- Co-design is active (co-creation, co-development, building value on top of the platform) and orchestrated (recruiting the right individuals to participate, modularizing, distributing & consolidating work, management of community).
Future innovation collaborative platform is multitasks: it compiles data, extracts meaning, confronts the belief inside the organization about consumer knowledge, dispatches and integrates module, and enables a creative ecosystem. Future innovation platform works as a collaborative Operating System. As knowledge circulation in short cycles is the engine of innovation, it’s time for the engine to fire, leveraging on collaborative sparkles.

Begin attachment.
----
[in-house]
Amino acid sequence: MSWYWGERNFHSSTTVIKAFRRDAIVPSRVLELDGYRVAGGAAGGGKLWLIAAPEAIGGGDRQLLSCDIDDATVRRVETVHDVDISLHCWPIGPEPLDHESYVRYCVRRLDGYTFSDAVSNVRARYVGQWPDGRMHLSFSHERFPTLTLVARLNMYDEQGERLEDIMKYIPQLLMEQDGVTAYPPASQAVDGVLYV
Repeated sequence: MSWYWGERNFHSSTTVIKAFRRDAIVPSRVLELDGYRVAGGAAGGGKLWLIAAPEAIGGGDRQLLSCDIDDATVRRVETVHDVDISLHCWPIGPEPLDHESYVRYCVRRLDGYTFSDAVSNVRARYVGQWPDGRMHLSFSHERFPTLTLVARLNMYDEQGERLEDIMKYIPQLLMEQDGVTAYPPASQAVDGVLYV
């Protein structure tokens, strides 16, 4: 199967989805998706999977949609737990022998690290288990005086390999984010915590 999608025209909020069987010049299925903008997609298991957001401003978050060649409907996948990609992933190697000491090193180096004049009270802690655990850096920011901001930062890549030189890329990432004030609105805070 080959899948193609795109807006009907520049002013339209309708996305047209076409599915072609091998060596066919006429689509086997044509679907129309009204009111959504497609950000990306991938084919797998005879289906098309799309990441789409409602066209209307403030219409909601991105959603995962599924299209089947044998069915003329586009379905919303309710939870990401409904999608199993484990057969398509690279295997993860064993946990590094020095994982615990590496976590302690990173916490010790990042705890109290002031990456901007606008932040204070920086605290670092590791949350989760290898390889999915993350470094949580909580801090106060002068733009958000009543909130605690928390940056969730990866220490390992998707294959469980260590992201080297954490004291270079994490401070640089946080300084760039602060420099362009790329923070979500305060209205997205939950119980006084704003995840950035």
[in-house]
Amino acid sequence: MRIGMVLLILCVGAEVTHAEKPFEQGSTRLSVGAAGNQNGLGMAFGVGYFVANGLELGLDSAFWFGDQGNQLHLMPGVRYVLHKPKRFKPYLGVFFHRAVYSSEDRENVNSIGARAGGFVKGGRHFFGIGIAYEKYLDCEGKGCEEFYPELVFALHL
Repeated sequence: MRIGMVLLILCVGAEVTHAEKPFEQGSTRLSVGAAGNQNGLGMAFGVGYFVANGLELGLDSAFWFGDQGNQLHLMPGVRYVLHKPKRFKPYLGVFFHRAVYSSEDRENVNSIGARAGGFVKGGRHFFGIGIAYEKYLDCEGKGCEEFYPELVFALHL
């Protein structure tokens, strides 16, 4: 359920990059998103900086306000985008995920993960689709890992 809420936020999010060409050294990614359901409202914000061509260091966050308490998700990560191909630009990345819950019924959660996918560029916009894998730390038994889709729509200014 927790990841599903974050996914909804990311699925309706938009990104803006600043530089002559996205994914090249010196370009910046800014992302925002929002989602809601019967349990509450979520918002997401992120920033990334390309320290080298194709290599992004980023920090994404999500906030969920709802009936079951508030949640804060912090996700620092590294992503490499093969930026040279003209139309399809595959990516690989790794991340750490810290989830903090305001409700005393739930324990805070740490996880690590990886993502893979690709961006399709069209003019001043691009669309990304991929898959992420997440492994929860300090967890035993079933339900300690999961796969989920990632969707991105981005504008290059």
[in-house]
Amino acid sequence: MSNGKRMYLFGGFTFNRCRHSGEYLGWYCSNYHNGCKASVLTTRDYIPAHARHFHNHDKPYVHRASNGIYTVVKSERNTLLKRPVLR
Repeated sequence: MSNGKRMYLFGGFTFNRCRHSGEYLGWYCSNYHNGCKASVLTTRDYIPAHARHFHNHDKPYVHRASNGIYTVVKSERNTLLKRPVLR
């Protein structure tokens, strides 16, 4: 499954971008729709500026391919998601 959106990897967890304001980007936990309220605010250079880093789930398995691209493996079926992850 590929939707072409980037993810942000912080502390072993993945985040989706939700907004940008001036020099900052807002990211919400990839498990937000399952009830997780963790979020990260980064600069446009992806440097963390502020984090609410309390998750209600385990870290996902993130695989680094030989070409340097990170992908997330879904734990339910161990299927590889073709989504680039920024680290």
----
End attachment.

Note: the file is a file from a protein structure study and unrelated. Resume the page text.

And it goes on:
Nicolas Bry is a Senior VP at Orange. He’s developed strong expertise in innovation management, creating digital business units with international challenges. He completed a professional thesis on rapid innovation at HEC Business School.